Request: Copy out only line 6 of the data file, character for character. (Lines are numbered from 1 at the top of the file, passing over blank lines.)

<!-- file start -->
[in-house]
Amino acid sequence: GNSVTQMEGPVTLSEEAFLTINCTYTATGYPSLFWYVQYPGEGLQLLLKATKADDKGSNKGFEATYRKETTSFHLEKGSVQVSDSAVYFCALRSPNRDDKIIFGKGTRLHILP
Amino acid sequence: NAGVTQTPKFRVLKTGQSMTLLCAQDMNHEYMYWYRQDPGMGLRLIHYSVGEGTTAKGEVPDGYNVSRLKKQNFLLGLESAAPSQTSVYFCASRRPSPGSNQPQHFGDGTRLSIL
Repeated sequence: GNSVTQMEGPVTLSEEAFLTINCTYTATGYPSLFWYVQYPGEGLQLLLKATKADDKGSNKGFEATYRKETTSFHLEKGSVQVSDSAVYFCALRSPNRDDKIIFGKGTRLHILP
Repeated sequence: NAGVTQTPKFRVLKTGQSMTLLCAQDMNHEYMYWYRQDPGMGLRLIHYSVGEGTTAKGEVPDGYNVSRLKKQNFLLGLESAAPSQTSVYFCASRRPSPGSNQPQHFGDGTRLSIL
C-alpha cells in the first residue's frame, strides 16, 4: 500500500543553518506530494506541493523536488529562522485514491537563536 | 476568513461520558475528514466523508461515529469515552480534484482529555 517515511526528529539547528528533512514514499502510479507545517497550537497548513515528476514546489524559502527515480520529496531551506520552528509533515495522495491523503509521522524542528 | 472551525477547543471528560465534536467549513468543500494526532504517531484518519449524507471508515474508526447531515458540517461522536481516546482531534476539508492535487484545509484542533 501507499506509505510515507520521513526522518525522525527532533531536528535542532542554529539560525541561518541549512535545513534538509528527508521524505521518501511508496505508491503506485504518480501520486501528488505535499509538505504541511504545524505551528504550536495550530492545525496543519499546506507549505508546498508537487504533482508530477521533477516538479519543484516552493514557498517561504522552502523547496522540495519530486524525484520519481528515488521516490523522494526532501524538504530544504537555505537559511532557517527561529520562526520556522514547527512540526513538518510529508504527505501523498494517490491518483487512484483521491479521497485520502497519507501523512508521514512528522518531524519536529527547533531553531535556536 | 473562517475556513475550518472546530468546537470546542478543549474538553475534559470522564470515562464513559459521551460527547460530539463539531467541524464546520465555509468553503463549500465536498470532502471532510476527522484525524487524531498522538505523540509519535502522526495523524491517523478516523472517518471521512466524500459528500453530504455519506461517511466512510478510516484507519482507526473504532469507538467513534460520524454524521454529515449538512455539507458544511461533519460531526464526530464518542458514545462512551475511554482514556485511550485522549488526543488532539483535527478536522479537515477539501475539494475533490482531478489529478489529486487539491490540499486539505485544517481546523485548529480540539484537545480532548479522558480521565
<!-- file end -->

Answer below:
C-alpha cells in the first residue's frame, strides 16, 4: 500500500543553518506530494506541493523536488529562522485514491537563536 | 476568513461520558475528514466523508461515529469515552480534484482529555 517515511526528529539547528528533512514514499502510479507545517497550537497548513515528476514546489524559502527515480520529496531551506520552528509533515495522495491523503509521522524542528 | 472551525477547543471528560465534536467549513468543500494526532504517531484518519449524507471508515474508526447531515458540517461522536481516546482531534476539508492535487484545509484542533 501507499506509505510515507520521513526522518525522525527532533531536528535542532542554529539560525541561518541549512535545513534538509528527508521524505521518501511508496505508491503506485504518480501520486501528488505535499509538505504541511504545524505551528504550536495550530492545525496543519499546506507549505508546498508537487504533482508530477521533477516538479519543484516552493514557498517561504522552502523547496522540495519530486524525484520519481528515488521516490523522494526532501524538504530544504537555505537559511532557517527561529520562526520556522514547527512540526513538518510529508504527505501523498494517490491518483487512484483521491479521497485520502497519507501523512508521514512528522518531524519536529527547533531553531535556536 | 473562517475556513475550518472546530468546537470546542478543549474538553475534559470522564470515562464513559459521551460527547460530539463539531467541524464546520465555509468553503463549500465536498470532502471532510476527522484525524487524531498522538505523540509519535502522526495523524491517523478516523472517518471521512466524500459528500453530504455519506461517511466512510478510516484507519482507526473504532469507538467513534460520524454524521454529515449538512455539507458544511461533519460531526464526530464518542458514545462512551475511554482514556485511550485522549488526543488532539483535527478536522479537515477539501475539494475533490482531478489529478489529486487539491490540499486539505485544517481546523485548529480540539484537545480532548479522558480521565